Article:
Coaches Corner

How Not to Act While Coaching

Tips for new coaches


Fun, for you and the players, should be the number one priority. Your second concern should be that the children learn, and the very last should be if they win or lose.

Coaches who focus on the win-loss record are the ones whose players don't return the next season, and that is the true measure of a good coach.


DON'T focus on having star players, but work on teamwork instead.

Teamwork should be the key to the development of your players. An entire team that works well together can beat two or three star players easily.

Also, like all others, star players might move away or get hurt, but if your entire team works well together, then one player leaving the team won't devastate the rest.


Stress to your players that they stay away from each other.

It's very easy for players to bunch up, and that will hurt the flow of the game and the development of the players. Constantly tell them to keep away from each, and explain to them why.


Rotate your players through all positions.

Every player should know how hard it is to be a goalie, defender, midfielder, and forward. Besides the fact that the talents seen in young players might not be the ones that are best when that player gets a little older, you never know when you'll need one of your defenders to play up on the front line.

When assigning positions, try to stay away from nailing players to their own goal the player dribbles up to the mid field line and stops when he could have gone down and shot. When asked why, the kid responds, "Because the coach told me not to cross this line."


Praise your players when they do the things you want to see.

Don't praise the person who scored the goal (they know that was good). Praise the person who made the pass to set up the goal, after all it can be much harder to get an assist than to kick the ball in the net. Praise the person who made a good defensive play to move the ball back the other way, or showed great hustle and kept the play alive at the touchline.

In addition, when praising the players, make sure the entire field hears it. It doesn't take long the players and spectators to realize what YOU want to see. Use halftime to point out something good that each player did. Even if it was just touching the ball once, find something.

Have the players praise themselves and set goals for the game.

After the game, have every player tell the whole group something that they did in the second half that was real good. No matter what the score at the end of the game, this will help the players leave feeling good about something. Have the players set a goal for themselves to try for in the next game (ex. dribbling better or passing better...).


Correction of the players is a necessary evil, but you shouldn't yell at the players or be too hard on them.

When you correct a player, do it gently, and still find something to praise. It is said that in relationships complaints should come in the form of a sandwich (praise, correct, praise). This works excellently with children. Instead of telling little Billy to pass better say, "Great hustle to get to that ball. Try to make your pass go straight. OK? You're really doing a nice job Billy!"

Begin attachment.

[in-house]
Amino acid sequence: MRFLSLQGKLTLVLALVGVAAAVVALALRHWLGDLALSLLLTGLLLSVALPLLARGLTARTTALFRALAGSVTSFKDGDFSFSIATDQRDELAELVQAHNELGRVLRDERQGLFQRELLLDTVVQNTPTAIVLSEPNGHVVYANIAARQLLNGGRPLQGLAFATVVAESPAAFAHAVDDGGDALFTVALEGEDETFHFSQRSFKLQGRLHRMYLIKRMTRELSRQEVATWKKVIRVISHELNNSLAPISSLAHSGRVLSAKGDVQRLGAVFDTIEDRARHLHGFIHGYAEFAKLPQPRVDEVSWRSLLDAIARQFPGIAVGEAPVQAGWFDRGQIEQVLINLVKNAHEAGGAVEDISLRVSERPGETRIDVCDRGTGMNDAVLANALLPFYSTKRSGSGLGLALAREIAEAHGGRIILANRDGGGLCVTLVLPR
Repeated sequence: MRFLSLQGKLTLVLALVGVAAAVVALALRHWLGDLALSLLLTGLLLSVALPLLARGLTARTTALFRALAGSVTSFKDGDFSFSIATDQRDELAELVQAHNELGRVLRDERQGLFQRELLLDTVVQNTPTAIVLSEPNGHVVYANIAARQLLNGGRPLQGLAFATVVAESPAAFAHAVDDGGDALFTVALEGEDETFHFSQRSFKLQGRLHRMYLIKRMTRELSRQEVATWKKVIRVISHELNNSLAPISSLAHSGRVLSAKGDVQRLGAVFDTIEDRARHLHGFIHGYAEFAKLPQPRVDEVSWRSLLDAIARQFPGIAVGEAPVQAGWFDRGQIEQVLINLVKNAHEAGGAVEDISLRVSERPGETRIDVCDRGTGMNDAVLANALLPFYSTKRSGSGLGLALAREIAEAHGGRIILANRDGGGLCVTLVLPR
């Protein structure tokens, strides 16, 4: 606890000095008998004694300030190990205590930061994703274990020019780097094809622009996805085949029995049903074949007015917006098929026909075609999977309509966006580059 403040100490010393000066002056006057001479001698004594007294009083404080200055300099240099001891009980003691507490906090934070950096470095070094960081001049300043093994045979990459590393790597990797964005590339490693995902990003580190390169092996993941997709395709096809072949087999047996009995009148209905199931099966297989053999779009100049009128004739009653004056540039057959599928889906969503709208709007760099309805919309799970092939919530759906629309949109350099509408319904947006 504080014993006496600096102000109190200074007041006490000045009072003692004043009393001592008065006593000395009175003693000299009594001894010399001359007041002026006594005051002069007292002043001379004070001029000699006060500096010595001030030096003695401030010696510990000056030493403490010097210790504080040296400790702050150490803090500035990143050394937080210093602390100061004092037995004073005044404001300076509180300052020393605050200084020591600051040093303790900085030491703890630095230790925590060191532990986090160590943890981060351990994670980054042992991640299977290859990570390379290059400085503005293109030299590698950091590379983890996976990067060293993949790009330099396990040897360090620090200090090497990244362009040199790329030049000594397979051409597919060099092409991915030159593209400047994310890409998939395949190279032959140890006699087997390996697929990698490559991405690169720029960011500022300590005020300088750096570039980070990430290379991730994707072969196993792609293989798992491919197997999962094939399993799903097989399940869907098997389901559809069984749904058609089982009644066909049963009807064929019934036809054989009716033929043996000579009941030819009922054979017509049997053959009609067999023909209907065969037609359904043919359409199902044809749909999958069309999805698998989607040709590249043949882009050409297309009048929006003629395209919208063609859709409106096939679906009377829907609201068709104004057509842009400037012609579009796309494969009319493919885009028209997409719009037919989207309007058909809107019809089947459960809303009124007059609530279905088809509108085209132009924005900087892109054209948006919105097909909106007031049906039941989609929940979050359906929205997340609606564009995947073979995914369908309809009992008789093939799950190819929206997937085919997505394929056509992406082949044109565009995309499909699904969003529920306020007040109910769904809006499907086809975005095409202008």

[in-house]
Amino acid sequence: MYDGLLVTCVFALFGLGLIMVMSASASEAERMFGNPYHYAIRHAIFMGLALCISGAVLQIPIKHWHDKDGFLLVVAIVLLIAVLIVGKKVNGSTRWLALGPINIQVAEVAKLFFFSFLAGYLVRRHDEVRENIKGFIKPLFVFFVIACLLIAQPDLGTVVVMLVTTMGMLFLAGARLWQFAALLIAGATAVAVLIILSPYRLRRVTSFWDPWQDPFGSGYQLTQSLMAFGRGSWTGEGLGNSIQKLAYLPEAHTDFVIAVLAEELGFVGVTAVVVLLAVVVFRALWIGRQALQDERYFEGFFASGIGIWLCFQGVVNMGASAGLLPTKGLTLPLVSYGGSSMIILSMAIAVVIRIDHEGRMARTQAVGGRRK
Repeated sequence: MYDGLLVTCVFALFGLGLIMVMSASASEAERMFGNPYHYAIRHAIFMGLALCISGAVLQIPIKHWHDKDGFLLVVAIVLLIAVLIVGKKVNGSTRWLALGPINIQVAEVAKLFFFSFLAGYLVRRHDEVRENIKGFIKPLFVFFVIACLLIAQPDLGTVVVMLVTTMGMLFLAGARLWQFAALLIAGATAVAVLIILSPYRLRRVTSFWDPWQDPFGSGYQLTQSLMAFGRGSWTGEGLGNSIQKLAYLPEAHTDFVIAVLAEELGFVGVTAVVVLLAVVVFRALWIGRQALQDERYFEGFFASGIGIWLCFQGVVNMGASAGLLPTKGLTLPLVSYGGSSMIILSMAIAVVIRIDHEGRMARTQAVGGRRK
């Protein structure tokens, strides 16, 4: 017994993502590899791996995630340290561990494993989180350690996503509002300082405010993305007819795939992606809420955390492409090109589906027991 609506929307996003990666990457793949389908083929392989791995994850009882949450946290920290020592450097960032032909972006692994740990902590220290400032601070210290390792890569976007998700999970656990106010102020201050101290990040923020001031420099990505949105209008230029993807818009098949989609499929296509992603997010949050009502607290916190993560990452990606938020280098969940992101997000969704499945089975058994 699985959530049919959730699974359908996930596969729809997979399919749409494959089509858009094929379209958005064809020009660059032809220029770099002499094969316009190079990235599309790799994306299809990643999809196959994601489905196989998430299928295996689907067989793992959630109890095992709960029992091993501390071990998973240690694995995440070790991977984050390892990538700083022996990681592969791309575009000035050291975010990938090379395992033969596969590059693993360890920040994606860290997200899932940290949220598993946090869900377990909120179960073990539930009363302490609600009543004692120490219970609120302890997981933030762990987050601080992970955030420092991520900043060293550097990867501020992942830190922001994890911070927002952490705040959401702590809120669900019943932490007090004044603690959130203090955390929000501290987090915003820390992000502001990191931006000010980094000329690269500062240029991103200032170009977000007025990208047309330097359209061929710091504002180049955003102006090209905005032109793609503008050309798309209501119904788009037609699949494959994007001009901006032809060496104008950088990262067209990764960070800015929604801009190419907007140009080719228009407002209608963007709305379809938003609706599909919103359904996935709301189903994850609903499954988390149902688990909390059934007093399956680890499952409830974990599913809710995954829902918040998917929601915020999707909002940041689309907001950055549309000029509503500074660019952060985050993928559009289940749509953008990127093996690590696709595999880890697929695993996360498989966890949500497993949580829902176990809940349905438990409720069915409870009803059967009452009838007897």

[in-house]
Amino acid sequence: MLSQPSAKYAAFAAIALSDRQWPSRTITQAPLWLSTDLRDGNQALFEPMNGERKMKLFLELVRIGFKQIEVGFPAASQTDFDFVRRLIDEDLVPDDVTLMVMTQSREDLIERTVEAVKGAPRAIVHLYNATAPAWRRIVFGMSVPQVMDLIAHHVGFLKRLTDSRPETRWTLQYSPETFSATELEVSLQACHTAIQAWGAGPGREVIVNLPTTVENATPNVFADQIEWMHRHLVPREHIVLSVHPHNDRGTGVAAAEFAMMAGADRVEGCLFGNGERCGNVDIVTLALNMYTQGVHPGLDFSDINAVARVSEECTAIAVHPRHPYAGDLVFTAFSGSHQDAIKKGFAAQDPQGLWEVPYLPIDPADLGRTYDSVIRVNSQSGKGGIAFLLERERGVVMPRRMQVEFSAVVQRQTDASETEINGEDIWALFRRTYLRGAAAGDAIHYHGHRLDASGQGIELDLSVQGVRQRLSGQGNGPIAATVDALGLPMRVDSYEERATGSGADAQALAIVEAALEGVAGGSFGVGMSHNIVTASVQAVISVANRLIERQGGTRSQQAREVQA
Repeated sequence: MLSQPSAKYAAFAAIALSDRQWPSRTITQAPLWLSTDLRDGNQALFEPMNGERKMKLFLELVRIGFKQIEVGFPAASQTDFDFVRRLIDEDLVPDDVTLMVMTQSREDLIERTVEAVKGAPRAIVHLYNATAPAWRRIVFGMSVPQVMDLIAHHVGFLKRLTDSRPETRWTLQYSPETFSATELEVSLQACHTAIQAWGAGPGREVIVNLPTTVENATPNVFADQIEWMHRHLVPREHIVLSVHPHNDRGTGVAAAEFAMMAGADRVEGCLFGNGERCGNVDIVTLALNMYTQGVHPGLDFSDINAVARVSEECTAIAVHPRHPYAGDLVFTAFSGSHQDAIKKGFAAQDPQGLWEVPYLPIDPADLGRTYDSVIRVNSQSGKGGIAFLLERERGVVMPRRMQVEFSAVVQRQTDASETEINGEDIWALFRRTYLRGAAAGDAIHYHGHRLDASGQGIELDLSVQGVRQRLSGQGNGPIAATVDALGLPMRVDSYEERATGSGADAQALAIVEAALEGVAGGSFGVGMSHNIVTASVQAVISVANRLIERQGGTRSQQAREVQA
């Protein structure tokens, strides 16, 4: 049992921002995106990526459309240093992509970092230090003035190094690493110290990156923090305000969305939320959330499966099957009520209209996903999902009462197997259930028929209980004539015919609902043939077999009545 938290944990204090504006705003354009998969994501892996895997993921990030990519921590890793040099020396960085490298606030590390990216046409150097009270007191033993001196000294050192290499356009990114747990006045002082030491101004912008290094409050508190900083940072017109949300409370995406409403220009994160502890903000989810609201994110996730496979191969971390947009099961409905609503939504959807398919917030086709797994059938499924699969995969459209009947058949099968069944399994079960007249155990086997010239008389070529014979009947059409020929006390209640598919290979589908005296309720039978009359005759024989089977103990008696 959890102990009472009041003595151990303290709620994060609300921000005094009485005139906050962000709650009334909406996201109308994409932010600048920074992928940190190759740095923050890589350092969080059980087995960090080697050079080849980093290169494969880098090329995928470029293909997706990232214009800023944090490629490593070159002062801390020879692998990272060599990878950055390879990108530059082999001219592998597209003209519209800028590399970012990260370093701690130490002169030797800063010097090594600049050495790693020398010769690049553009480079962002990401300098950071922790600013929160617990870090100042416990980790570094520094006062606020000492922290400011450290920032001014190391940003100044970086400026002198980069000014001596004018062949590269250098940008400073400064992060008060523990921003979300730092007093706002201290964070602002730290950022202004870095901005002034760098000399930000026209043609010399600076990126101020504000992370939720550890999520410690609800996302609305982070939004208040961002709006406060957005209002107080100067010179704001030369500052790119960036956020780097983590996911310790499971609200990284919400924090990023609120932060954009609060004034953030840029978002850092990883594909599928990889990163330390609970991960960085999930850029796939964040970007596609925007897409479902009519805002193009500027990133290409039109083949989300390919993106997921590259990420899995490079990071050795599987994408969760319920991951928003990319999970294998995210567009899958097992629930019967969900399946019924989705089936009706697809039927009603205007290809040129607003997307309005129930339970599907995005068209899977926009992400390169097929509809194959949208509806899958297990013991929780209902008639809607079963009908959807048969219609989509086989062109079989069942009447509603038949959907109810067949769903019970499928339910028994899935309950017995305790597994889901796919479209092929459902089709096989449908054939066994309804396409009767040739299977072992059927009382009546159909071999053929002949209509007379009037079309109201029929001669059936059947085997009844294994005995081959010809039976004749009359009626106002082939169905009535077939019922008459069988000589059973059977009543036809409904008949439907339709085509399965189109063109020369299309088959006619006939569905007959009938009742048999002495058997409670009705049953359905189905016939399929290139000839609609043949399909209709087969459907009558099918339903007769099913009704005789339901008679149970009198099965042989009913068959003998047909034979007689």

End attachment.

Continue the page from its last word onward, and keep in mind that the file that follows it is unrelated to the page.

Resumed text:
Always remember that mistakes are not bad things.

Players who aren't making mistakes are either not being challenged or not playing hard enough. Players should NEVER feel afraid to make a mistake. It's the way we humans learn. Always tell the players that you don't mind at all if they make a mistake by trying. The only mistake is by NOT trying.

Coaches must create an atmosphere where players don't fear mistakes, and coaches must not let parents berate their child for mistakes.

Before the season starts set some ground rules with the parents on your team.

Tell the parents they have three jobs as parents on your team.

  1. To have the children at the games and practices on time (or let you know in advance if they'll be absent or late).
  2. To only cheer positive things (good job, good steal, keep up the good work, etc.) at the games, and leave the coaching to you and your assistant(s).
  3. To only look for the good things that their child did in games and practices and praise them about it on the way to and from the fields.

Tell parents to observe the 3 B' there, be seated, and be quiet. Not to say they shouldn't cheer, but they should not be telling their kid where to go and what to do.

Before the season set ground rules with the players as well.

Tell them that you want them watching the game when they are sitting out; they will be able to learn from the mistakes of their teammates that way. One problem many coaches have is kids trying to tell them where they want to play. You may want to tell the kids they will play where you want them. Remember however that the children are also there to learn and, most importantly, have fun. When the opportunity to place a player in a position they desire presents itself take advantage if it.

NEVER give into the kid who only wants to play one position and will simply stand still if out in another position. Let the children know that they are on the team to learn all aspects of the game.

Coaching licensing courses and clinics are offered throughout Eastern Massachusetts. Please contact your coordinator or visit to obtain specific information.

Also, be prepared, it's amazing how much easier a practice can go with just a little planning.